Sarah Bronson for Haaretz, 8/23/2004
`When an Orthodox Jew and a Muslim invite you to a peace festival, you don't say no'
By Sarah Bronson
Palestinians, religious and secular Jews, Israeli Arabs, and foreign guest were among the almost 2,000 people who filled Shuni Park near Binyamina on Tuesday for the fourth annual "Sulha Way" peace festival, which aims to "heal the children of Abraham."
The three-day grassroots festival - part group therapy, part county fair, and part Woodstock - included "listening circles," in which those from both sides of the Israeli-Palestinian shared their stories; games and crafts, in which Jewish and Arab children played together; uplifting speeches by Sufi sheikhs and Orthodox rabbis and concerts by Arab and Jewish bands. The event is named after a traditional Arab ritual for reaching reconciliation between warring families.
Among the attendees were a Tibetan monk and several guests from South Africa, northern Ireland, and England who came to share their experiences in peacemaking. Sulha co-organizer Radash Eliyahu McLean, an American immigrant to Israel, called The Sulha Way festival "a meeting of the minds and heart between the Jews, Christians and Muslims who are destined to share this land whether we like it or not."
"I want this to be something beyond a regular left-wing event," McLean said, "something that comes from the spirit - to awaken in both peoples a healing of the deep wounds we've been inflicting on each other. And to connect both peoples through the underlying spiritual unity that connects us, not the political arguments that divide us."
`Two wings to fly'
McLean himself is a colorful figure. His title "Radash," a Hebrew acronym for "pursuer of peace," was bestowed upon him by Rabbi Zalman Schachter of Boulder, Colorado. McLean, 35, was born to a Jewish mother and Christian father, both `60s-era flower children who raised him in Hawaii under Sant Mat, a mystical branch of Sikhism.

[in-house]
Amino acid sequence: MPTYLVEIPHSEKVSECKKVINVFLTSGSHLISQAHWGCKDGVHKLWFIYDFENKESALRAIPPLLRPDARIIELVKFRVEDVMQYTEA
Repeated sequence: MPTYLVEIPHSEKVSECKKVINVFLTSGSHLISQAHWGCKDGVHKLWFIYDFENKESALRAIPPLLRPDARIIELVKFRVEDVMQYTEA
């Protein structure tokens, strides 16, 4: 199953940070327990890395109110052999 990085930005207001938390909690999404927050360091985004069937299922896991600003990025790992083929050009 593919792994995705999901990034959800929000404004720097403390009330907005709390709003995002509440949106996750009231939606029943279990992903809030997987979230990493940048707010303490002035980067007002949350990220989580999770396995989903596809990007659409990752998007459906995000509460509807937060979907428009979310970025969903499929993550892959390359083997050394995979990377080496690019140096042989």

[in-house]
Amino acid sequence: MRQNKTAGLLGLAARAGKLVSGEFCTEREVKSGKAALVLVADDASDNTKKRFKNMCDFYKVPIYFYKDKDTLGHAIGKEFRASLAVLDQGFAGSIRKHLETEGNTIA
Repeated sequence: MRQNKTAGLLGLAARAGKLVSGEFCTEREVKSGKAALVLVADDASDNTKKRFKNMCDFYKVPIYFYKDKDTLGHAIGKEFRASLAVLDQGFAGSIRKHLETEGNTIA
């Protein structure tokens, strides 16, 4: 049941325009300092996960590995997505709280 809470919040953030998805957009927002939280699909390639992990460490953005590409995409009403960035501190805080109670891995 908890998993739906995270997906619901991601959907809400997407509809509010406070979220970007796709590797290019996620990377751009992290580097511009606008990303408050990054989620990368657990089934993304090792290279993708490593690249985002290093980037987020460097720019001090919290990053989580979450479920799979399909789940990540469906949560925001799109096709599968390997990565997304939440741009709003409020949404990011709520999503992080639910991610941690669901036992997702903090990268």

At the age of 12, McLean became interested in Judaism, and over the next decade his journey took him through Young Judea, the Israel Action Committee at the University of California Berkeley, Isralight, Chabad, and Jewish Renewal. Seeking to understand the "spiritual background to Zionism," he attended a yeshiva, spent two months studying with a Sufi in Egypt, learned fluent Arabic and Hebrew, and worked both with Palestinian construction workers in Jerusalem and in the Galilee as a goatherd. He was inspired to enter peace work partly by the death of a Jewish friend in a suicide bombing; at the funeral, the friend's father said "Eliyahu, I'm counting on you to continue my son's work for peace."
Today, McLean travels Israel and the world promoting co-existence between Arabs and Jews, regularly using his American passport to enter Arab countries and Palestinian villages. He recently participated in an "interfaith peace journey" from Amman to Baghdad, where he addressed a crowd of Iraqis while wearing the skullcap, long sidelocks, and fringed garment common among religious Jews. His friends include both settlers and Sufi sheikhs on the West Bank.
"People ask me if I'm right-wing or left-wing," he said with a smile. "I say it takes two wings to fly."